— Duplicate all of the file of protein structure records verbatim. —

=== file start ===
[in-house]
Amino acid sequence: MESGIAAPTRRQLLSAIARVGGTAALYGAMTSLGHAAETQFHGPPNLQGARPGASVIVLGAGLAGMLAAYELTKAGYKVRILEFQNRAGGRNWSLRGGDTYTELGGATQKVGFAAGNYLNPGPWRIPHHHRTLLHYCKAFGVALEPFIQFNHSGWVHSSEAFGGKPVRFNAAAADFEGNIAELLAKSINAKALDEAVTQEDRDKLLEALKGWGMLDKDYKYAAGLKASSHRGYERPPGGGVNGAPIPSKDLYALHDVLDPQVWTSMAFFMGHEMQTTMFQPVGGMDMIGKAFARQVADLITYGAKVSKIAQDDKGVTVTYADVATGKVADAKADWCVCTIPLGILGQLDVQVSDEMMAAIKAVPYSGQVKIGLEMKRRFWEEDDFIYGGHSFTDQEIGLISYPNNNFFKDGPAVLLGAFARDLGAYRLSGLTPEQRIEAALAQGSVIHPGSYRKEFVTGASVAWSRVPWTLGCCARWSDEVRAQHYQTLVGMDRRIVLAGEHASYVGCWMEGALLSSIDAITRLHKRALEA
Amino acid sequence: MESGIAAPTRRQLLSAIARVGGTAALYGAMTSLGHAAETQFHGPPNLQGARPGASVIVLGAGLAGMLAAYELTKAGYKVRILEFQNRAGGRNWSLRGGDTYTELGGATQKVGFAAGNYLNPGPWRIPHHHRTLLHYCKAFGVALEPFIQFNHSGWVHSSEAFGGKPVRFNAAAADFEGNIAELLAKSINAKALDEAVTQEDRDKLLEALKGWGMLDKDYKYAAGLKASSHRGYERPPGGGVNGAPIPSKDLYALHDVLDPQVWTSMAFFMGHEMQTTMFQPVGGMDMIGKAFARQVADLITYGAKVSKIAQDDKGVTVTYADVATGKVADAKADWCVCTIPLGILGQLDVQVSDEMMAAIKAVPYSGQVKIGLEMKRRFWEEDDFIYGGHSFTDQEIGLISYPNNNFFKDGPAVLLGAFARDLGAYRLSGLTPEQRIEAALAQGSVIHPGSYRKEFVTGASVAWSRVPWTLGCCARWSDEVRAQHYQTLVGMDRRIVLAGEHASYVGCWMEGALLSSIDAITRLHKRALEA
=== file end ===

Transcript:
[in-house]
Amino acid sequence: MESGIAAPTRRQLLSAIARVGGTAALYGAMTSLGHAAETQFHGPPNLQGARPGASVIVLGAGLAGMLAAYELTKAGYKVRILEFQNRAGGRNWSLRGGDTYTELGGATQKVGFAAGNYLNPGPWRIPHHHRTLLHYCKAFGVALEPFIQFNHSGWVHSSEAFGGKPVRFNAAAADFEGNIAELLAKSINAKALDEAVTQEDRDKLLEALKGWGMLDKDYKYAAGLKASSHRGYERPPGGGVNGAPIPSKDLYALHDVLDPQVWTSMAFFMGHEMQTTMFQPVGGMDMIGKAFARQVADLITYGAKVSKIAQDDKGVTVTYADVATGKVADAKADWCVCTIPLGILGQLDVQVSDEMMAAIKAVPYSGQVKIGLEMKRRFWEEDDFIYGGHSFTDQEIGLISYPNNNFFKDGPAVLLGAFARDLGAYRLSGLTPEQRIEAALAQGSVIHPGSYRKEFVTGASVAWSRVPWTLGCCARWSDEVRAQHYQTLVGMDRRIVLAGEHASYVGCWMEGALLSSIDAITRLHKRALEA
Amino acid sequence: MESGIAAPTRRQLLSAIARVGGTAALYGAMTSLGHAAETQFHGPPNLQGARPGASVIVLGAGLAGMLAAYELTKAGYKVRILEFQNRAGGRNWSLRGGDTYTELGGATQKVGFAAGNYLNPGPWRIPHHHRTLLHYCKAFGVALEPFIQFNHSGWVHSSEAFGGKPVRFNAAAADFEGNIAELLAKSINAKALDEAVTQEDRDKLLEALKGWGMLDKDYKYAAGLKASSHRGYERPPGGGVNGAPIPSKDLYALHDVLDPQVWTSMAFFMGHEMQTTMFQPVGGMDMIGKAFARQVADLITYGAKVSKIAQDDKGVTVTYADVATGKVADAKADWCVCTIPLGILGQLDVQVSDEMMAAIKAVPYSGQVKIGLEMKRRFWEEDDFIYGGHSFTDQEIGLISYPNNNFFKDGPAVLLGAFARDLGAYRLSGLTPEQRIEAALAQGSVIHPGSYRKEFVTGASVAWSRVPWTLGCCARWSDEVRAQHYQTLVGMDRRIVLAGEHASYVGCWMEGALLSSIDAITRLHKRALEA